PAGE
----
Kenyan universities are very short of professors: why it matters and what to do about it


A Kenyan vice-chancellor recently went public about the scarcity of university professors. There are fewer than 1,000 professors for the country’s 68 universities and 562,925 students. That is an average of around 563 students per professor. South Africa has around 4,034 professors and 1,112,439 students – around 275 students per professor.

Professors occupy the highest teaching rank in the university. They reach this rank by distinguishing themselves in teaching, research, scholarship and service. They should publish extensively in renowned journals, generate substantial research grants and conduct community engagement activities that make an impact.

In recent decades, a massive expansion of Kenya’s university system has occurred against a stagnant or declining professorial class. In 2010, for instance, Kenya had 32 universities with an enrolment of around 177,175 students. Today, the number of universities has more than doubled and enrolment has more than tripled. There were only 238 professors with an average of 774 students per professor. Thus, while enrolment in universities has surged by over 31%, the average number of student per professor has decreased by a similar amount (27%), suggesting a consistent pattern of low ratio of professors relative to student enrolments.

For public universities alone, government data indicates that the student population has surged by 70% while that of professors has grown by only 11% in the last 10 years. This dearth of professors has implications for academic leadership, knowledge generation, mentorship and university reputation in a competitive global academic environment.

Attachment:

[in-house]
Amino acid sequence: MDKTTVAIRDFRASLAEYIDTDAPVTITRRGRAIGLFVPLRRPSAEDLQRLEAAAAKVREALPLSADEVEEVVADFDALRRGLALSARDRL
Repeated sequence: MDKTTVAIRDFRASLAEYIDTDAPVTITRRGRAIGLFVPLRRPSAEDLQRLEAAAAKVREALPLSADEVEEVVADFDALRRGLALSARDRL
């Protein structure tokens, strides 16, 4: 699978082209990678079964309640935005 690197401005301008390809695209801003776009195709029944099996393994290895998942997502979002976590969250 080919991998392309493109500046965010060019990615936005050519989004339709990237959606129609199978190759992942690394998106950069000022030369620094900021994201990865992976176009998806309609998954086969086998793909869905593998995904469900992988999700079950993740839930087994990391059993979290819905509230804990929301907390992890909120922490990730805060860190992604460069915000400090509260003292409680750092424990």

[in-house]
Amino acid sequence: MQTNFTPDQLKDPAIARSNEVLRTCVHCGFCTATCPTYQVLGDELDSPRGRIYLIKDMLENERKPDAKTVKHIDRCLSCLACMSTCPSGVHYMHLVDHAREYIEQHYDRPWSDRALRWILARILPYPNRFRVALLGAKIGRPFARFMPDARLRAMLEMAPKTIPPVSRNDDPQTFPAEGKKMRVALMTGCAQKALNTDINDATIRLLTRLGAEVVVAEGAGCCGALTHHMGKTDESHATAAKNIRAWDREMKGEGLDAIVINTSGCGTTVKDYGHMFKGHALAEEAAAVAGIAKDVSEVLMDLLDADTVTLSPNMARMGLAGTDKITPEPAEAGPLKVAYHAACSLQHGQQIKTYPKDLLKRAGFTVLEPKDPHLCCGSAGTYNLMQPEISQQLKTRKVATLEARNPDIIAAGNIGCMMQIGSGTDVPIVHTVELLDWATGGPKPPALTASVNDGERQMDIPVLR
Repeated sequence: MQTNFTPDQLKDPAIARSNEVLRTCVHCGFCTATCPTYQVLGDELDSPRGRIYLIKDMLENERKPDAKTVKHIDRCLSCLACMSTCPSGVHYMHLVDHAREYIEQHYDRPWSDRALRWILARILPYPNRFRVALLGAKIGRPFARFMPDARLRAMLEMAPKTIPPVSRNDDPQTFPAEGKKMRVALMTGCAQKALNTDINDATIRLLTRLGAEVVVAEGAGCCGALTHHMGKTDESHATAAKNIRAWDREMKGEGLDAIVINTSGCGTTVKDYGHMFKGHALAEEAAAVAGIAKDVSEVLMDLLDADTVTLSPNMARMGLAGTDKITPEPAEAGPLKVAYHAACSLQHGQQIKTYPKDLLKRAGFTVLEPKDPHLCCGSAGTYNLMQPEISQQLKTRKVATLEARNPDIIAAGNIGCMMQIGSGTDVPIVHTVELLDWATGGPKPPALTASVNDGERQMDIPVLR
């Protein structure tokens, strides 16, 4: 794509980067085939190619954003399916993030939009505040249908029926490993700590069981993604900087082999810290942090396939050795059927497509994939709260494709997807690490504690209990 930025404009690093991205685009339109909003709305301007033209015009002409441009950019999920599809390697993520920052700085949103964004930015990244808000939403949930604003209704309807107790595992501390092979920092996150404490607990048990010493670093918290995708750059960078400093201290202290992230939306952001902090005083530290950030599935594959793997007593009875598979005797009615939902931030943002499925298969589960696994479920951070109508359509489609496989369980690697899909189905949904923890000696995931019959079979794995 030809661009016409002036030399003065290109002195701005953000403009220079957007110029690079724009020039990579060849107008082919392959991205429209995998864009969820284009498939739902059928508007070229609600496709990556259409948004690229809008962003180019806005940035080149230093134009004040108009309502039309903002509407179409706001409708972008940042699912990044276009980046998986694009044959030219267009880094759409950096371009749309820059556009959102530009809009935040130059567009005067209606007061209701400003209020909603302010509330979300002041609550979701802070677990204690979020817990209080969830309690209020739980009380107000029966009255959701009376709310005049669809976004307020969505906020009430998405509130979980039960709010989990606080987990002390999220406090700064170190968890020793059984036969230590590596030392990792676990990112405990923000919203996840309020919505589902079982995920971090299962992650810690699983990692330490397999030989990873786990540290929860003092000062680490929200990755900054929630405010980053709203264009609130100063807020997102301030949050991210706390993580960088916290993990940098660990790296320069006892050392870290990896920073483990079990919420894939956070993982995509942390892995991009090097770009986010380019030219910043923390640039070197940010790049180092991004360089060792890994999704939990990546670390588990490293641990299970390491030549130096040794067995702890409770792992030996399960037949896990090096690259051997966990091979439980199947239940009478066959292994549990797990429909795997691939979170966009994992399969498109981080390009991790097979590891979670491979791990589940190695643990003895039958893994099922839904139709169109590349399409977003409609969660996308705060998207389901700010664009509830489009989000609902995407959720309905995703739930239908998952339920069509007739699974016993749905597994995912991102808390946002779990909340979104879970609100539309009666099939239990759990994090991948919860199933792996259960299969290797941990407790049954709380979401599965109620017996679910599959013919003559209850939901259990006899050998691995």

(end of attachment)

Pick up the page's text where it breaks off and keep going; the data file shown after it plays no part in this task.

My scholarly interest is in African higher education, with emphasis on finance, privatisation, marketisation, governance, equity and policy. In my view, the main reasons for the shortage of professors in Kenya are well documented. These are the low graduation of PhD degree holders, rapid expansion of the university system, heavy workload, absence of an institutional culture that supports academic scholarship, and departure of prominent academics from the universities.

To remedy the situation, universities could take three immediate actions:

  • fast track PhD graduation for academic staff on staff development programmes
  • reduce part-time academic staff in private universities
  • develop a government-supported national research programme that promotes rigorous scholarship.

Causes of professor shortage

One of the causes of the shortage of professors is rapid expansion of the university system. There are huge class sizes, sometimes 200-300 students in public universities. This means more time has to be spent on teaching and less on research to complete PhD studies or publish in journals.

The heavy workload and its impact on career progression has a gender dimension too. A study of three Kenyan universities documented the small number of female professors relative to male academics. Women’s career development is constrained by culturally defined domestic expectations coupled with university obligations.